I have been so proud because PCORI has been on the forefront of patient engagement and patient driven outcomes. And the leadership at the organization is amazing.
But it’s hard to be out front without controversy. And certainly, the whole question of value is conversational because what is considered value to me doesn’t mean it’s of value to you or anyone else. And, so that involves truly listening. I think PCORI is amazing at listening and translating that listening into meaningful action.
What has been your biggest lesson that you’ve learned in your work with PCORI and with patient-driven research?
In practice, I think there is a yawning gap between what is researched and the questions that everyday people have about living safely or living well or living better. And the people who are really good at getting funded for big dollar grants are part of big institutions that have their own inertia.
It’s a great puzzle.
Research is a big business. And just like any big business, there are vested interests, and it is really hard to break through. And, again, one of the things I like about PCORI is that it invests in building the capacity of regular people and communities, and I think we need more participation from regular people and communities.
What are some of the biggest opportunities in value assessment right now that you see from your vantage point? And how do we improve how we calculate value to include different perspectives?
Well, I think the opportunities include some of the things that you guys are doing, especially clarifying value to whom, measuring cost to patients, caregivers, and communities, and building partnerships with various stakeholders. It’s hard work and resource intensive, and it doesn’t always pan out. But, it does build over time.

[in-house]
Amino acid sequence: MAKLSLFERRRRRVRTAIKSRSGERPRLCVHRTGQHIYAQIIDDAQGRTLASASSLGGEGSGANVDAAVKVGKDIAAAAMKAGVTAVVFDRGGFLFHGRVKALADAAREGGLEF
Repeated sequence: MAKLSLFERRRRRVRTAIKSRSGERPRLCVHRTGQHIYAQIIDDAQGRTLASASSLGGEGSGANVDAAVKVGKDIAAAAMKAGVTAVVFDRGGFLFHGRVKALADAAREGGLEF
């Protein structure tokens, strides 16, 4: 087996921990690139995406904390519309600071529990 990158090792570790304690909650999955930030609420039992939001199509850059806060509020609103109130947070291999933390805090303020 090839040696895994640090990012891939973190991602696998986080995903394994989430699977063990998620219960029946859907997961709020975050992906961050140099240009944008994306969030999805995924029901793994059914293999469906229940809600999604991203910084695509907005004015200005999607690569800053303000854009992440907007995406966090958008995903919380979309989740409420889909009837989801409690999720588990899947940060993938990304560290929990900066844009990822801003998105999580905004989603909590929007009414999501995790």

What are some of the biggest challenges that you see in value assessment and healthcare research in general?
We need to focus on methodology and innovation in science. Yes, science has made incredible advances in some areas, but often not focused on the priorities of patients. I think it is important that both PCORI and IVI are committed to the evolution of methodology that is more equitable. We need to commit to include “missing people” in research studies, such as those who are homeless or are incarcerated.
We’re only as good as our ability to include populations who are not already part of some kind of system and the results are limited by the data you use.
We’re so pleased that you were able to join our organization but would love to learn why you joined and what you see as an important place for IVI.
I asked my friend, Sara van Geertruyden, who is the executive director of the Partnership to Improve Patient Care (PIPC), for some help to better understand value assessment. And she introduced me to Jennifer Bright. I read about IVI and Jennifer, and invited her to be a guest on my podcast. Our interview confirmed to me that IVI is right up my alley and I joined.
Well, we’re so pleased to have you, and we are really excited to have more people with lived experience to be part of the value assessment conversation. Thank you for such a great discussion.